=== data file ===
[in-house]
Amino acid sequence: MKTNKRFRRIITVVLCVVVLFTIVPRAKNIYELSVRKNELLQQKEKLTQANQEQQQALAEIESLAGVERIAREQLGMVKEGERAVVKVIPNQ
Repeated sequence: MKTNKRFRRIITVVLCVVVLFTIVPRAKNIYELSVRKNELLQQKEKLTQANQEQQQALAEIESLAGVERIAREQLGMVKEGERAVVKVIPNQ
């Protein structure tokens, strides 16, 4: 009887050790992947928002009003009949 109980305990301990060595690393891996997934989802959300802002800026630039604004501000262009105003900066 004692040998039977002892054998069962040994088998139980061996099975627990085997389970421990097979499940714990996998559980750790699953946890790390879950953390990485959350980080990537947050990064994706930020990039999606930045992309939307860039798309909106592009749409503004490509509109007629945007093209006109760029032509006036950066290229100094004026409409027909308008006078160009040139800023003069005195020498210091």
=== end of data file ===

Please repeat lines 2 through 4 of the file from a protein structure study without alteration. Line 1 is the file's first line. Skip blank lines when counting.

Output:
Amino acid sequence: MKTNKRFRRIITVVLCVVVLFTIVPRAKNIYELSVRKNELLQQKEKLTQANQEQQQALAEIESLAGVERIAREQLGMVKEGERAVVKVIPNQ
Repeated sequence: MKTNKRFRRIITVVLCVVVLFTIVPRAKNIYELSVRKNELLQQKEKLTQANQEQQQALAEIESLAGVERIAREQLGMVKEGERAVVKVIPNQ
């Protein structure tokens, strides 16, 4: 009887050790992947928002009003009949 109980305990301990060595690393891996997934989802959300802002800026630039604004501000262009105003900066 004692040998039977002892054998069962040994088998139980061996099975627990085997389970421990097979499940714990996998559980750790699953946890790390879950953390990485959350980080990537947050990064994706930020990039999606930045992309939307860039798309909106592009749409503004490509509109007629945007093209006109760029032509006036950066290229100094004026409409027909308008006078160009040139800023003069005195020498210091």